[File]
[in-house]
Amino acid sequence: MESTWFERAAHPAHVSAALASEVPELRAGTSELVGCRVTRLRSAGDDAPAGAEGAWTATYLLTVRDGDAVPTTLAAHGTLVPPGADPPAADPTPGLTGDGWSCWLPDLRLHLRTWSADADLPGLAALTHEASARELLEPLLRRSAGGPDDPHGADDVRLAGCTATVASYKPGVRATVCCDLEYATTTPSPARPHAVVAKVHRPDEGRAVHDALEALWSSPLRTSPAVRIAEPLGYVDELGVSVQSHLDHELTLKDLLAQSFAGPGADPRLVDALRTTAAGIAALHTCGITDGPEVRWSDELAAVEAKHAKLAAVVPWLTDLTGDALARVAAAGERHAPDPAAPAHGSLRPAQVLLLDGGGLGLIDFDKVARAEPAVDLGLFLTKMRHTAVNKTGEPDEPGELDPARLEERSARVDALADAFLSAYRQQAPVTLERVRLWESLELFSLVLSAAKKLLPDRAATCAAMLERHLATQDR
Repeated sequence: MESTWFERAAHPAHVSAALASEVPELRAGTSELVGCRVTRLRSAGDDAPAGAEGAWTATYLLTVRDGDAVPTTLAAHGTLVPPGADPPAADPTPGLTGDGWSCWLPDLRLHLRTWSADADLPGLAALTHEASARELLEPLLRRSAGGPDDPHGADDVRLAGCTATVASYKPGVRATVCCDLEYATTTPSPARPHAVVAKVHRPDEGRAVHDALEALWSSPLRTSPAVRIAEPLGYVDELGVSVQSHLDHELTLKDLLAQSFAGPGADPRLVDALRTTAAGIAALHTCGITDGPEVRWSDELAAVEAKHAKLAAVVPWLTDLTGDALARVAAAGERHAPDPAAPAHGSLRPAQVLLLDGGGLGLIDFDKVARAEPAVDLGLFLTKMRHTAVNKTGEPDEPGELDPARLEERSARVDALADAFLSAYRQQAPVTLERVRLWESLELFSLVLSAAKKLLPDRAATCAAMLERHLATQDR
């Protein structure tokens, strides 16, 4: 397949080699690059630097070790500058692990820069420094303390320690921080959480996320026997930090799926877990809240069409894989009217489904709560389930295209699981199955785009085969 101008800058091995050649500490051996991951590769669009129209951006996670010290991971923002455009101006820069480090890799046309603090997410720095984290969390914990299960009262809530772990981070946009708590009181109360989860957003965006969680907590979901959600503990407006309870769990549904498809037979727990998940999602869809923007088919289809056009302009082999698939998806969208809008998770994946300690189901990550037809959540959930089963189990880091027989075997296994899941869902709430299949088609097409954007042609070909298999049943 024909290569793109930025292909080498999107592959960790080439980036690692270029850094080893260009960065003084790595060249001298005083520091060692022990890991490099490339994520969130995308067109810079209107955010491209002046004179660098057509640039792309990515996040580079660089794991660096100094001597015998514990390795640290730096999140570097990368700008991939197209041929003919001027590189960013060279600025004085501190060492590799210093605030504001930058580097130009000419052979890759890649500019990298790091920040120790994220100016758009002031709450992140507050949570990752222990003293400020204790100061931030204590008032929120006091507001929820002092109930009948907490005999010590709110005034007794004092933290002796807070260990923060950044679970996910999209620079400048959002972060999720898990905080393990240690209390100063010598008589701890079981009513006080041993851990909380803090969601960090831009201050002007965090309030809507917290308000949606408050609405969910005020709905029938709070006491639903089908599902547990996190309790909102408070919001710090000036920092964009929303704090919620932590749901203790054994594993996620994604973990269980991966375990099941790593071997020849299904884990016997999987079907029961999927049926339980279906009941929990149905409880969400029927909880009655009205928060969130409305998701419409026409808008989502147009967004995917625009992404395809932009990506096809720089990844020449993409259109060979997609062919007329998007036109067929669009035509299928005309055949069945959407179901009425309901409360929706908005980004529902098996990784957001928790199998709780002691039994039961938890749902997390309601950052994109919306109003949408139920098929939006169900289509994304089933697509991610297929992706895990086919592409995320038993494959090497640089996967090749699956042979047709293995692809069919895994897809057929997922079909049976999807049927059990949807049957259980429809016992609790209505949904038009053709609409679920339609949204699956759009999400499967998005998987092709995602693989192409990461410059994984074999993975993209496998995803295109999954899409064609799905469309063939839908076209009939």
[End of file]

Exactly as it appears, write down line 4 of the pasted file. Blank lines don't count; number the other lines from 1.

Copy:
């Protein structure tokens, strides 16, 4: 397949080699690059630097070790500058692990820069420094303390320690921080959480996320026997930090799926877990809240069409894989009217489904709560389930295209699981199955785009085969 101008800058091995050649500490051996991951590769669009129209951006996670010290991971923002455009101006820069480090890799046309603090997410720095984290969390914990299960009262809530772990981070946009708590009181109360989860957003965006969680907590979901959600503990407006309870769990549904498809037979727990998940999602869809923007088919289809056009302009082999698939998806969208809008998770994946300690189901990550037809959540959930089963189990880091027989075997296994899941869902709430299949088609097409954007042609070909298999049943 024909290569793109930025292909080498999107592959960790080439980036690692270029850094080893260009960065003084790595060249001298005083520091060692022990890991490099490339994520969130995308067109810079209107955010491209002046004179660098057509640039792309990515996040580079660089794991660096100094001597015998514990390795640290730096999140570097990368700008991939197209041929003919001027590189960013060279600025004085501190060492590799210093605030504001930058580097130009000419052979890759890649500019990298790091920040120790994220100016758009002031709450992140507050949570990752222990003293400020204790100061931030204590008032929120006091507001929820002092109930009948907490005999010590709110005034007794004092933290002796807070260990923060950044679970996910999209620079400048959002972060999720898990905080393990240690209390100063010598008589701890079981009513006080041993851990909380803090969601960090831009201050002007965090309030809507917290308000949606408050609405969910005020709905029938709070006491639903089908599902547990996190309790909102408070919001710090000036920092964009929303704090919620932590749901203790054994594993996620994604973990269980991966375990099941790593071997020849299904884990016997999987079907029961999927049926339980279906009941929990149905409880969400029927909880009655009205928060969130409305998701419409026409808008989502147009967004995917625009992404395809932009990506096809720089990844020449993409259109060979997609062919007329998007036109067929669009035509299928005309055949069945959407179901009425309901409360929706908005980004529902098996990784957001928790199998709780002691039994039961938890749902997390309601950052994109919306109003949408139920098929939006169900289509994304089933697509991610297929992706895990086919592409995320038993494959090497640089996967090749699956042979047709293995692809069919895994897809057929997922079909049976999807049927059990949807049957259980429809016992609790209505949904038009053709609409679920339609949204699956759009999400499967998005998987092709995602693989192409990461410059994984074999993975993209496998995803295109999954899409064609799905469309063939839908076209009939």